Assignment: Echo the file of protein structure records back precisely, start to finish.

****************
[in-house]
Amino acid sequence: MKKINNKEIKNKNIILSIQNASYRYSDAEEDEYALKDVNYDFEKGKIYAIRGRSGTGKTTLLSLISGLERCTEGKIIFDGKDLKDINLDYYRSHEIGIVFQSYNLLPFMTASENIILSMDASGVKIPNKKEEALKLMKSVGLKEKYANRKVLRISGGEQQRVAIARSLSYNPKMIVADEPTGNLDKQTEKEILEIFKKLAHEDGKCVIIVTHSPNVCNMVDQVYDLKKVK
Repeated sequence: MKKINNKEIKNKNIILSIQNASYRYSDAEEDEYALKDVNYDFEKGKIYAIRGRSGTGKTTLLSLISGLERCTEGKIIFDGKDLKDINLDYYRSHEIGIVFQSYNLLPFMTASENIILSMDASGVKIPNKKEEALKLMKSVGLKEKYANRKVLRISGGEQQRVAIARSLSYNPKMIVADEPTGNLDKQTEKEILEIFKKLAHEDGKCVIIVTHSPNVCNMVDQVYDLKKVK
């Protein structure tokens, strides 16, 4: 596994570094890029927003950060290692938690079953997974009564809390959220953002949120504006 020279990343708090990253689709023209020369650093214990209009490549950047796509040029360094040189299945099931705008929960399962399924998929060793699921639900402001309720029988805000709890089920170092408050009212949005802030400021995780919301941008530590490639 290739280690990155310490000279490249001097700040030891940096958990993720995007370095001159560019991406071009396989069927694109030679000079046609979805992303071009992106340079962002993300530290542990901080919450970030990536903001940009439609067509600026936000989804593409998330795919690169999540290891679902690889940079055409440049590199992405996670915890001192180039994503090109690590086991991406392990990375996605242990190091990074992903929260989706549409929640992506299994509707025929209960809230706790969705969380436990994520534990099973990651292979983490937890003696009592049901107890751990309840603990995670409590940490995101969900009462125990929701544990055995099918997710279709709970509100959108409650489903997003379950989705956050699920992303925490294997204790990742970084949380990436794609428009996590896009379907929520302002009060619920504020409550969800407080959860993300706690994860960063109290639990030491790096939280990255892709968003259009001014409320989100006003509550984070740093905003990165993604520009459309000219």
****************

[in-house]
Amino acid sequence: MKKINNKEIKNKNIILSIQNASYRYSDAEEDEYALKDVNYDFEKGKIYAIRGRSGTGKTTLLSLISGLERCTEGKIIFDGKDLKDINLDYYRSHEIGIVFQSYNLLPFMTASENIILSMDASGVKIPNKKEEALKLMKSVGLKEKYANRKVLRISGGEQQRVAIARSLSYNPKMIVADEPTGNLDKQTEKEILEIFKKLAHEDGKCVIIVTHSPNVCNMVDQVYDLKKVK
Repeated sequence: MKKINNKEIKNKNIILSIQNASYRYSDAEEDEYALKDVNYDFEKGKIYAIRGRSGTGKTTLLSLISGLERCTEGKIIFDGKDLKDINLDYYRSHEIGIVFQSYNLLPFMTASENIILSMDASGVKIPNKKEEALKLMKSVGLKEKYANRKVLRISGGEQQRVAIARSLSYNPKMIVADEPTGNLDKQTEKEILEIFKKLAHEDGKCVIIVTHSPNVCNMVDQVYDLKKVK
């Protein structure tokens, strides 16, 4: 596994570094890029927003950060290692938690079953997974009564809390959220953002949120504006 020279990343708090990253689709023209020369650093214990209009490549950047796509040029360094040189299945099931705008929960399962399924998929060793699921639900402001309720029988805000709890089920170092408050009212949005802030400021995780919301941008530590490639 290739280690990155310490000279490249001097700040030891940096958990993720995007370095001159560019991406071009396989069927694109030679000079046609979805992303071009992106340079962002993300530290542990901080919450970030990536903001940009439609067509600026936000989804593409998330795919690169999540290891679902690889940079055409440049590199992405996670915890001192180039994503090109690590086991991406392990990375996605242990190091990074992903929260989706549409929640992506299994509707025929209960809230706790969705969380436990994520534990099973990651292979983490937890003696009592049901107890751990309840603990995670409590940490995101969900009462125990929701544990055995099918997710279709709970509100959108409650489903997003379950989705956050699920992303925490294997204790990742970084949380990436794609428009996590896009379907929520302002009060619920504020409550969800407080959860993300706690994860960063109290639990030491790096939280990255892709968003259009001014409320989100006003509550984070740093905003990165993604520009459309000219």